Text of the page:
From Wiktionary, the free dictionary
Jump to navigation Jump to search


Figurehead (nautical).


figure +‎ head


  • IPA(key): /ˈfɪɡjəɹˌhɛd/, /ˈfɪɡəɹˌhɛd/
  • (file)
  • (file)


figurehead (plural figureheads)

  1. (nautical) A carved figure on the prow of a sailing ship.
  2. (by extension) Someone in a nominal position of leadership who has no actual power; a front or front man.
    • 1928, Lawrence R. Bourne, chapter 2, in Well Tackled![1]:
      Evidently he did not mean to be a mere figurehead, but to carry on the old tradition of Wilsthorpe's; and that was considered to be a good thing in itself and an augury for future prosperity.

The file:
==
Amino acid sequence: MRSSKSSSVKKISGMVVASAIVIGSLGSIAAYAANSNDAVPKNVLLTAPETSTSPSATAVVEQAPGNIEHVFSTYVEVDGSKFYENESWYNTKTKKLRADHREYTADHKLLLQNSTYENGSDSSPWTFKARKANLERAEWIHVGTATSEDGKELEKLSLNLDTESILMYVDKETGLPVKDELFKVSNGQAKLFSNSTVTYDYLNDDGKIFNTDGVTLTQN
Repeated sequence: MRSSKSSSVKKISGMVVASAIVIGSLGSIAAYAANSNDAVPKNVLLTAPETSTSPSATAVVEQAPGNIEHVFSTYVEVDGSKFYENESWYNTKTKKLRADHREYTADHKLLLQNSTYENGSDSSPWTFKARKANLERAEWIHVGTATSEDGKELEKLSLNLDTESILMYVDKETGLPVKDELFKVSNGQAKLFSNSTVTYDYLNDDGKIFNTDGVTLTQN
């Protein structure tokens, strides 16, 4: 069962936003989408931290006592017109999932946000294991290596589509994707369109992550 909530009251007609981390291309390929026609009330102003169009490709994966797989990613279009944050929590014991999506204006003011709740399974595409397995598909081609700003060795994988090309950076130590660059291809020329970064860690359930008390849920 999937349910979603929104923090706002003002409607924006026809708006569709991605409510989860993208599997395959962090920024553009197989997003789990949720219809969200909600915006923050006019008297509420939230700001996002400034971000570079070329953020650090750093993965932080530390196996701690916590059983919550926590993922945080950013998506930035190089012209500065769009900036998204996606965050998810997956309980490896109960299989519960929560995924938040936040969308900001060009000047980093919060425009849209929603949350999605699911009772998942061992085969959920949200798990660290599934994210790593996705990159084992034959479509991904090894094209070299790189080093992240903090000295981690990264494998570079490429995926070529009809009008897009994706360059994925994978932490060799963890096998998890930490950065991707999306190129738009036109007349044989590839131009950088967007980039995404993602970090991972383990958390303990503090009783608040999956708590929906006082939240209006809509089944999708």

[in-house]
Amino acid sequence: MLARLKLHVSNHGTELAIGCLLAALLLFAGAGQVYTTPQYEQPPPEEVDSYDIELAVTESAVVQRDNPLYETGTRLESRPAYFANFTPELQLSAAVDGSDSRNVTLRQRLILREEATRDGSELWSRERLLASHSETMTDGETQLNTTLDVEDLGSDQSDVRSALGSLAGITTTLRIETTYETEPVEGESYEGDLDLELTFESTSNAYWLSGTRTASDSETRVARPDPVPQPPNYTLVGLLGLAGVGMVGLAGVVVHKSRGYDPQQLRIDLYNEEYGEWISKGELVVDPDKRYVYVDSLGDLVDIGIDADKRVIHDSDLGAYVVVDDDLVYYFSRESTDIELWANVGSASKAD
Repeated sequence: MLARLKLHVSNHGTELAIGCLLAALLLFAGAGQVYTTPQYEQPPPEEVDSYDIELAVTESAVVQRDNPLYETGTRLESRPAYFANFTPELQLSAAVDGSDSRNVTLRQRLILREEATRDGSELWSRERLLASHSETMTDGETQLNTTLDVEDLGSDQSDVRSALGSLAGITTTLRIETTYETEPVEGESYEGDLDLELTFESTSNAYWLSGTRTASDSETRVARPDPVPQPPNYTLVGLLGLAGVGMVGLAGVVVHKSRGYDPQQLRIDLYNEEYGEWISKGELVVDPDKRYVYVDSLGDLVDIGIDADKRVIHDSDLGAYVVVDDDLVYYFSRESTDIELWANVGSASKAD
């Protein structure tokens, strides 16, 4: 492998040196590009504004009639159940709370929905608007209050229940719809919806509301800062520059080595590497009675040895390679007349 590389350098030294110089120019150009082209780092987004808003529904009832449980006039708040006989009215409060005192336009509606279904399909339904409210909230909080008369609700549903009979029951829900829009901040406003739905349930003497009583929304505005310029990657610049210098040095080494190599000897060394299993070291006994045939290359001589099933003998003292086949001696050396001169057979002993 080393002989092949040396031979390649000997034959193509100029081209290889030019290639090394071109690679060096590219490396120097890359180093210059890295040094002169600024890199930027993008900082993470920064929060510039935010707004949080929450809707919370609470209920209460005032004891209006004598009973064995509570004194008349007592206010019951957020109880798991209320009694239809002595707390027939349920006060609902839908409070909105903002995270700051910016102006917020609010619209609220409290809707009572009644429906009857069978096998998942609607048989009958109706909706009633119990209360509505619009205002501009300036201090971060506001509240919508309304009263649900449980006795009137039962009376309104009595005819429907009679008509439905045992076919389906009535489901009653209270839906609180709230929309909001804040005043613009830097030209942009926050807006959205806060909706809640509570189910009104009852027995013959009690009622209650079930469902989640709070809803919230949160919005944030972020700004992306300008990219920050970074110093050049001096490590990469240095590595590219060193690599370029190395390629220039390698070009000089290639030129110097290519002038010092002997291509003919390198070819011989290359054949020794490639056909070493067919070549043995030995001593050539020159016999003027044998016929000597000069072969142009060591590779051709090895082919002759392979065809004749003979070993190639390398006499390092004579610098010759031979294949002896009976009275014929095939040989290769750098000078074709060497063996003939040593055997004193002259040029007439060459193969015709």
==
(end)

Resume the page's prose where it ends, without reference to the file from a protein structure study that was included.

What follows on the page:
• 2022 September 8, Stephen Bates, “Queen Elizabeth II obituary”, in The Guardian[2]:
      Instead she played, largely impeccably, the part of a modern constitutional monarch, a symbolic figurehead with a right to be consulted and to advise and warn political leaders privately and to show herself publicly as a focus of national life, celebration and commemoration.
    • 2022 September 19, Philip Oltermann, “Germany’s Die Linke on verge of split over sanctions on Russia”, in The Guardian[3]:
      Supporters of Wagenknecht, a controversial but prominent figurehead, are already hatching plans for a breakaway party to compete in the 2024 European elections, the German newspaper Taz reported this week.
  3. (nautical, slang, obsolete) A person's face.
    • 1829, Douglas Jerrold, Black-Eyed Susan; or, All in the Downs:
      HATCHET. Bring up, I say, or I'll spoil your figurehead. [Lifting his cudgel]